Kelley O’Hara’s Whirlwind 24 Hours After Carli Lloyd's Retirement Game Culminates With Special Homecoming At Mercedes-Benz Stadium

It was an eventful 24 hours for Wednesday night’s Golden Spike hitter, but two-time World Cup champion Kelley O’Hara didn’t give any indications of being tired.  

She had an early start, and mentioned something about a nap, which may have helped, but her focus was giving it all to the task at hand. Her appearance at Atlanta United’s match against Inter Miami was full of energy. On the capo stand, she turned her back to the spike to wave enthusiastically at supporters and encourage them to make some noise.   

In the BLVCK kit, she gave three sturdy, swift hits to drive the spike into place, then pumped her hands two more times to get the supporters riled up for kickoff. Waiting a few steps away was her club and U.S. soccer teammate Emily Sonnett, herself a Marietta native, with two cold beers in hand for her and O’Hara to toast the start of the match.  

“It’s really exciting that Atlanta United is in such a playoff push right now and this game means so much, so I'm excited to watch the match,” O’Hara said just moments before going out to hit the spike.

In truth, before arriving to Mercedes-Benz Stadium on Wednesday, O’Hara had a late night. The two-time Olympic medalist was with the U.S. women’s national soccer team in Minnesota on Tuesday for Carli Lloyd’s retirement match.

The U.S. beat Korea 6-0 in a friendly at Allianz Field in St. Paul, Minnesota to send Lloyd into retirement with a roaring win. O’Hara didn’t appear in the match but was on the bench supporting Lloyd and her teammates in what was an emotional and powerful sendoff.

“We got to celebrate her and all her accomplishments and do it the right way. It was a very special night,” O’Hara said.

“And then we had some fun after,” she added.

Despite the quick turnaround, O’Hara was more than excited to make the trip to Atlanta for the special honor of hitting the Golden Spike. The 33-year-old grew up nearby in Fayetteville, Ga. She went to Starr’s Mill High School and lived in Atlanta for a couple years after college. She considers Georgia home and has a place in Atlanta now.

“It’s a vibrant city,” O’Hara said. “There's like an energy to it. There's so much diversity and it's just a fun city. Like I've never had a bad time in Atlanta, you know? It’s just a good time. Good people. Good food. All the good things.”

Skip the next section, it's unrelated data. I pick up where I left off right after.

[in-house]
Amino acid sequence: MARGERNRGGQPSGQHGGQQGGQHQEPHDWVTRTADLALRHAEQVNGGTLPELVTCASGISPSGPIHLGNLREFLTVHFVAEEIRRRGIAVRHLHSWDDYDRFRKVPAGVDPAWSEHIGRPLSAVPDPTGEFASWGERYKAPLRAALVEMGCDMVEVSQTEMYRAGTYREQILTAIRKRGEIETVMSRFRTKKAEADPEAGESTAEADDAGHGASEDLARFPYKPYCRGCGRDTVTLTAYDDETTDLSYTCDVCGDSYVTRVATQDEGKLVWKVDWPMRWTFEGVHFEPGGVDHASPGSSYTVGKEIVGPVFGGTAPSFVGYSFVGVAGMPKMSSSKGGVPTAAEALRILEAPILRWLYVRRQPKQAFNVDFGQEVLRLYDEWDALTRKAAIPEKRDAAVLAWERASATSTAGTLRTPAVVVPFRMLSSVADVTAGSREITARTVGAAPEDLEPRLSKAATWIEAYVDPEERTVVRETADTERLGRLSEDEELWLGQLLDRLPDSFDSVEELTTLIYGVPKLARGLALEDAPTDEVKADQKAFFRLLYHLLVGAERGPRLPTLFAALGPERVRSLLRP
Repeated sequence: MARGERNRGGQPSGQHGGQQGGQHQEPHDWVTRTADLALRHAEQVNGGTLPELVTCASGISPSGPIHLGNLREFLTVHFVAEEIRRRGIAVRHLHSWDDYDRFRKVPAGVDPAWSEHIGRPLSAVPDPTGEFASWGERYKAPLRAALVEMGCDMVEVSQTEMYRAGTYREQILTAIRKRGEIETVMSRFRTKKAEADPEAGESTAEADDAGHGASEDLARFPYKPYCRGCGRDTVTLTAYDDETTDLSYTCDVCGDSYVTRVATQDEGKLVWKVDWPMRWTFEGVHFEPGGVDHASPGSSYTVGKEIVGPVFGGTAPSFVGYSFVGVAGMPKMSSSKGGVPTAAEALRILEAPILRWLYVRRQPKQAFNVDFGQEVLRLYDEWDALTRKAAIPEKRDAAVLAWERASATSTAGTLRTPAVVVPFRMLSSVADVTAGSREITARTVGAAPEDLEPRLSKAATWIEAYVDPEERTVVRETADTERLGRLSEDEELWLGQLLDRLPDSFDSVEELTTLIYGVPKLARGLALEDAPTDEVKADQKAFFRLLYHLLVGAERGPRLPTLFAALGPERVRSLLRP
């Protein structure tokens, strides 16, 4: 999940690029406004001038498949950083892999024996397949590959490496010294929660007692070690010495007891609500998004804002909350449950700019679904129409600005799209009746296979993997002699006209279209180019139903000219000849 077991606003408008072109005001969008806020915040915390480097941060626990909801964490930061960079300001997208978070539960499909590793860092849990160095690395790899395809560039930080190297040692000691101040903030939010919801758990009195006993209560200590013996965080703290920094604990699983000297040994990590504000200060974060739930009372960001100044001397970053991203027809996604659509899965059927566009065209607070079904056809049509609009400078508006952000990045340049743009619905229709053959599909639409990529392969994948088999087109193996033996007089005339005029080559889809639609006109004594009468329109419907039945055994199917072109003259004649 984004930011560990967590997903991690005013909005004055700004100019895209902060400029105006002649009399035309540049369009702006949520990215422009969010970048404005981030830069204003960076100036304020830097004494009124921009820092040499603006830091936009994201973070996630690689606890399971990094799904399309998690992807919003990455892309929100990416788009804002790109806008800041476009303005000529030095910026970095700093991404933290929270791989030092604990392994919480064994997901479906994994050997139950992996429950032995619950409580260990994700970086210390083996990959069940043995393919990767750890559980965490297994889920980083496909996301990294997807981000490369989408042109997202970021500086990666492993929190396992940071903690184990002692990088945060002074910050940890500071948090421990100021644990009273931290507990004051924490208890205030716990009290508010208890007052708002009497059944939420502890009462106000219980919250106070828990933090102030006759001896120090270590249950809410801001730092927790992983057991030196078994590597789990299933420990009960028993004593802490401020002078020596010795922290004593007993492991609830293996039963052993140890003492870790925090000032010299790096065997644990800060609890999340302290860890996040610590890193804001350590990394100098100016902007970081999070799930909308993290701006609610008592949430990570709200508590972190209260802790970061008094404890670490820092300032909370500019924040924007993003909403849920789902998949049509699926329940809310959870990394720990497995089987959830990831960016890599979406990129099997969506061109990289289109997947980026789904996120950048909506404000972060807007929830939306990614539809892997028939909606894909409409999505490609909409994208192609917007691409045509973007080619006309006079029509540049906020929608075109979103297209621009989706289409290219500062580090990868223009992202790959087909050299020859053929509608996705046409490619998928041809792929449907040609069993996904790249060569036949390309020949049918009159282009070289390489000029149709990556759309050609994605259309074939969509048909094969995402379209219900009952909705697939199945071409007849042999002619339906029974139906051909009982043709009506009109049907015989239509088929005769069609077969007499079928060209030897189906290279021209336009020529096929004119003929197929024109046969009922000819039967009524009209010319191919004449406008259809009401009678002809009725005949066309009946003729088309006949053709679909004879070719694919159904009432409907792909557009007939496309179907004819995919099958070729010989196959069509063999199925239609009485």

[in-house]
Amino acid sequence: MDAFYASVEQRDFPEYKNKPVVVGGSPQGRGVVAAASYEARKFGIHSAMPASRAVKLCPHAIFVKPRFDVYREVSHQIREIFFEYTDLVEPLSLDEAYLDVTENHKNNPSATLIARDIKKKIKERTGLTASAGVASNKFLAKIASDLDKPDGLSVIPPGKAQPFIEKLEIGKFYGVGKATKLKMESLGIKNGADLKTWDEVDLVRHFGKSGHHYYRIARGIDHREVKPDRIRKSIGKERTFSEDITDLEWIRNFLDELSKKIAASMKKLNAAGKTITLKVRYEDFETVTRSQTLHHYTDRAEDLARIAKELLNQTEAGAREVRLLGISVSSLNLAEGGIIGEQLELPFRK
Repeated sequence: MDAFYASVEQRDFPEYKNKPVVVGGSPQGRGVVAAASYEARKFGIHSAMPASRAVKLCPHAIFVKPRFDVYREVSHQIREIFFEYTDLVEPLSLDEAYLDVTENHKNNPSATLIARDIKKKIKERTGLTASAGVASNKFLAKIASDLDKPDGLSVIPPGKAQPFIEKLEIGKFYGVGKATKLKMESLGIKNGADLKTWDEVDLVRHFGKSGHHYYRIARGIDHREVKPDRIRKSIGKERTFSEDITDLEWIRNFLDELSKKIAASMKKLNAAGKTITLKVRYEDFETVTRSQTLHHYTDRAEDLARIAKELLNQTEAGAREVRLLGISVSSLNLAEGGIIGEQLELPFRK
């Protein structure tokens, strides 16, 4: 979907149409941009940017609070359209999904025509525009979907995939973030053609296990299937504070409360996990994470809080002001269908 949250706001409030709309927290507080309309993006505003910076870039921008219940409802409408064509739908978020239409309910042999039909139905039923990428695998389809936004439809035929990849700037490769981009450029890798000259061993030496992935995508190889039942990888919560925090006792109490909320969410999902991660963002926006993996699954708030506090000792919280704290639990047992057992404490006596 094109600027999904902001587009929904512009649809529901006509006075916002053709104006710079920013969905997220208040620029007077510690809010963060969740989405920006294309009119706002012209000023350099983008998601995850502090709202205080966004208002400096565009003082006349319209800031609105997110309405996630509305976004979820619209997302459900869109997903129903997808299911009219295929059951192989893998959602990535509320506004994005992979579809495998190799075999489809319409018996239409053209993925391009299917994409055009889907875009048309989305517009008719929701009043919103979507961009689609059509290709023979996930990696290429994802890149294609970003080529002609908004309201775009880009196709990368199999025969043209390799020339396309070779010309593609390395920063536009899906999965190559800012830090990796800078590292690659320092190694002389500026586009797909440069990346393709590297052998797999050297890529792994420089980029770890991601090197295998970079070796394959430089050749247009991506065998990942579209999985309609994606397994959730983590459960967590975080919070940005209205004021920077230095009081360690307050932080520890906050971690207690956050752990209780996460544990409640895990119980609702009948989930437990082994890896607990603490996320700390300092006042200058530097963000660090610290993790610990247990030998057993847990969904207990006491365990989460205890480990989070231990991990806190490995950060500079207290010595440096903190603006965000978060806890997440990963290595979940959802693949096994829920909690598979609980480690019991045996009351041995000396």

An opportunity she couldn’t pass up sent O’Hara to play college at Stanford University, one of the best women’s soccer programs in the country. She had a record-setting collegiate career, earning All-American honors twice.

After her senior season, she was awarded the Hermann Trophy given annually to the top men’s and women’s players. (Michelle Akers, Mia Hamm, Christine Sinclair are just a few other greats to receive the honor.)

Following Stanford, she bounced around the country playing professionally for a few different clubs. She played for the Boston Breakers in the Women’s Professional Soccer league before moving on to Sky Blue FC, a member of the National Women’s Soccer League.

It was during her three seasons with the Utah Royals, another NWSL club, that she got to know current Atlanta United defender Brooks Lennon while he played at Real Salt Lake.

“It’s always fun to see somebody that you know personally play and succeed,” she said. “But I just like the team in general. It's an exciting style of soccer to watch.”

She got her first cap with the U.S. in 2010. Since then, she’s become an anchor for the national team, mostly playing defensive back. She’s won two Olympic medals: gold in London (2012) and bronze in Tokyo (2020). And she’s been a part of two World Cup titles (2015, 2019). In the 2015 FIFA Women’s World Cup she finished off a smart, searing run in the semifinal against Germany to seal a berth in the final for the U.S.

O’Hara currently plays club ball with the Washington Spirit in the NWSL. Similar to the Eastern Conference in MLS, the NWSL standings table is tight. With a week remaining in the regular season, the playoff field has not yet been set.

But O’Hara knows what it’s like to fight for spot in the postseason. The Washington Spirit clinched a playoff berth just recently on Oct. 19, something Atlanta United is looking to do with two matches remaining before Decision Day.

“You’ve got to play every game like you’re in the playoffs,” O’Hara said. “It's single elimination, every single game matters. You’ve got to get points however you possibly can.”

O’Hara grew up playing soccer around Georgia. As a product of youth soccer in the state, she knows the importance of Atlanta United’s involvement at the youth level, from the Regional Development School to the Academy.

“There was such good competition every weekend for us,” O’Hara recalls. “I think that I lucked out in the sense that I got to grow up here and play here.”

Her career has taken her all over the world: Tokyo, Canada, London – and perhaps Australia and New Zealand next for the 2023 FIFA Women’s World Cup. But wherever her international and professional career takes her, she’ll always value her connection to her home state.

“Georgia will always be home to me,” she said. “This is where my roots are. And it's a special place for me.”

Kelley O’Hara’s Whirlwind 24 Hours Culminates With Special Homecoming Carli Lloyd Retirement Game Minnesota Atlanta United Match